been received by the family that Pyle had been fatally stricken the day before.
Once more Bok went over the field of mural art and decided this time that he would go far afield, and present his idea to Boutet de Monvel, the French decorative artist. Bok had been much impressed with some decorative work by De Monvel which had just been exhibited in New York. By letter he laid the proposition in detail before the artist, asked for a subject, and stipulated that if the details could be arranged the artist should visit the building and see the place and surroundings for himself. After a lengthy correspondence, and sketches submitted and corrected, a plan for what promised to be a most unusual and artistically decorative panel was arrived at.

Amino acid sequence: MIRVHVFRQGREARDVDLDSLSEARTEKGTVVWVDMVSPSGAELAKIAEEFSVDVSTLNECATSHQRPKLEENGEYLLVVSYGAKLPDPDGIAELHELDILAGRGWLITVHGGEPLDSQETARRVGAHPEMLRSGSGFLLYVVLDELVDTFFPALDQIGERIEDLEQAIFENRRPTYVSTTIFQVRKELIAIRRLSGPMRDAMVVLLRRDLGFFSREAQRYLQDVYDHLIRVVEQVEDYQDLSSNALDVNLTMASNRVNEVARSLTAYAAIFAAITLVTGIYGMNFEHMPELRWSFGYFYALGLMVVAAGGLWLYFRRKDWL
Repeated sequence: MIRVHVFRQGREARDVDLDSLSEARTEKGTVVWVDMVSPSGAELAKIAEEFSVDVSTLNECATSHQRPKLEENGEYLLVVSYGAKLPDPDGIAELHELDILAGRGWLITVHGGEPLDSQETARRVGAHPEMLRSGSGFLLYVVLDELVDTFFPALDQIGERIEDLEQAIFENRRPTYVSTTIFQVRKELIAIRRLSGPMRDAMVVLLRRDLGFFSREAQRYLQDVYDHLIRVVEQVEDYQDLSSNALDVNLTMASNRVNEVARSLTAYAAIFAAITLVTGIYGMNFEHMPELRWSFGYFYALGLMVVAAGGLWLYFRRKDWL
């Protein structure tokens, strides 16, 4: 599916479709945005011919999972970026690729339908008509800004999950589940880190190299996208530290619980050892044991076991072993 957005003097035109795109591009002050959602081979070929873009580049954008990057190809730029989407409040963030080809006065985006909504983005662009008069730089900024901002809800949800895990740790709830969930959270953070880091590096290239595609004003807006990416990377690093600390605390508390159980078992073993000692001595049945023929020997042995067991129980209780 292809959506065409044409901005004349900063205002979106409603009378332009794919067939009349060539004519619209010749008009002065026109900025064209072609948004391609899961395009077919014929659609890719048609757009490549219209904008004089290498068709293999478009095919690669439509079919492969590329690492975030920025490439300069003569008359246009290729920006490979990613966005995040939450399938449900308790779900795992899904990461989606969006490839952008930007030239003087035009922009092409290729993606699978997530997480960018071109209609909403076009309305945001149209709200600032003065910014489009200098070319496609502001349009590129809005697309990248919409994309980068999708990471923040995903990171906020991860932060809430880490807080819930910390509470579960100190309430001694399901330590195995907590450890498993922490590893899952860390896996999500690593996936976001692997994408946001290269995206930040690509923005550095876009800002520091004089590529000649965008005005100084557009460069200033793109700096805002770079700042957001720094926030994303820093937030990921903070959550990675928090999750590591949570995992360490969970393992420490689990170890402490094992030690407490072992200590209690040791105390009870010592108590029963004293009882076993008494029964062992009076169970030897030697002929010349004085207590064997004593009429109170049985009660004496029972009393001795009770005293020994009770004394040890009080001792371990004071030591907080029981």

The date for M. de Monvels visit to Philadelphia was fixed, a final letter from the artist reached Bok on a Monday morning, in which a few remaining details were satisfactorily cleared up, and a cable was sent assuring De Monvel of the entire satisfaction of the company with his final sketches and arrangements. The following morning Bok picked up his newspaper to read that Boutet de Monvel had suddenly passed away in Paris the previous evening!
Bok, thoroughly bewildered, began to feel as if some fatal star hung over his cherished decoration. Three times in succession he had met the same decree of fate.
He consulted six of the leading mural decorators in America, asking whether they would consent, not in competition, to submit each a finished full-color sketch